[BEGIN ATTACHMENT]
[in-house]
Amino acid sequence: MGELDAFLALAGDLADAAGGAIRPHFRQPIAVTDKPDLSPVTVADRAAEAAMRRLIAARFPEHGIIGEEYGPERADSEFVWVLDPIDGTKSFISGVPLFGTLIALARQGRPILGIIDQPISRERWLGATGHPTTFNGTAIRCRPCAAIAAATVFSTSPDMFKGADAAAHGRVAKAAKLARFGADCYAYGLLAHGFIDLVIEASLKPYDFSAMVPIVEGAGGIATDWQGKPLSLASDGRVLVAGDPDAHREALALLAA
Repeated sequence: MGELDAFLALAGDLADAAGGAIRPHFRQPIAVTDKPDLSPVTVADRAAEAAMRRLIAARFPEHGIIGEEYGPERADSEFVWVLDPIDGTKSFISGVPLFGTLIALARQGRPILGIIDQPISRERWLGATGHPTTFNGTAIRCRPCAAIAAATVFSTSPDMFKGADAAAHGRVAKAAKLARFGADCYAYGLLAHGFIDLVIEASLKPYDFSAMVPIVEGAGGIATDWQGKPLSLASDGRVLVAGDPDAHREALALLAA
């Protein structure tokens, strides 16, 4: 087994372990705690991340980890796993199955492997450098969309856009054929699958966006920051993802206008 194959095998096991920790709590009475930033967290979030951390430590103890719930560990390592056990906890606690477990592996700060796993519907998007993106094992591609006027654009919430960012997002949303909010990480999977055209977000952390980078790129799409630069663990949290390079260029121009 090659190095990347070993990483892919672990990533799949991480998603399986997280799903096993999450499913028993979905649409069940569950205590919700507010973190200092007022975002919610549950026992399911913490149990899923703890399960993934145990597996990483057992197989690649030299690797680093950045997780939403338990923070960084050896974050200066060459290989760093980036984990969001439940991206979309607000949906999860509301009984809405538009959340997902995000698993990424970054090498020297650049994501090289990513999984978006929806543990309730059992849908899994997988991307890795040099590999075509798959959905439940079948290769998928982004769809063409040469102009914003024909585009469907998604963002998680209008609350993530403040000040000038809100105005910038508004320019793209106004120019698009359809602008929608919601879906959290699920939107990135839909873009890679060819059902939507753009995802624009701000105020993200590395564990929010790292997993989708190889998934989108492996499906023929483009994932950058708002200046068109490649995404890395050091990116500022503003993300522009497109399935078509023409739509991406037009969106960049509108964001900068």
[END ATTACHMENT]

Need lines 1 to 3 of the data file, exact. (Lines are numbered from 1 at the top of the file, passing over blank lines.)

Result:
[in-house]
Amino acid sequence: MGELDAFLALAGDLADAAGGAIRPHFRQPIAVTDKPDLSPVTVADRAAEAAMRRLIAARFPEHGIIGEEYGPERADSEFVWVLDPIDGTKSFISGVPLFGTLIALARQGRPILGIIDQPISRERWLGATGHPTTFNGTAIRCRPCAAIAAATVFSTSPDMFKGADAAAHGRVAKAAKLARFGADCYAYGLLAHGFIDLVIEASLKPYDFSAMVPIVEGAGGIATDWQGKPLSLASDGRVLVAGDPDAHREALALLAA
Repeated sequence: MGELDAFLALAGDLADAAGGAIRPHFRQPIAVTDKPDLSPVTVADRAAEAAMRRLIAARFPEHGIIGEEYGPERADSEFVWVLDPIDGTKSFISGVPLFGTLIALARQGRPILGIIDQPISRERWLGATGHPTTFNGTAIRCRPCAAIAAATVFSTSPDMFKGADAAAHGRVAKAAKLARFGADCYAYGLLAHGFIDLVIEASLKPYDFSAMVPIVEGAGGIATDWQGKPLSLASDGRVLVAGDPDAHREALALLAA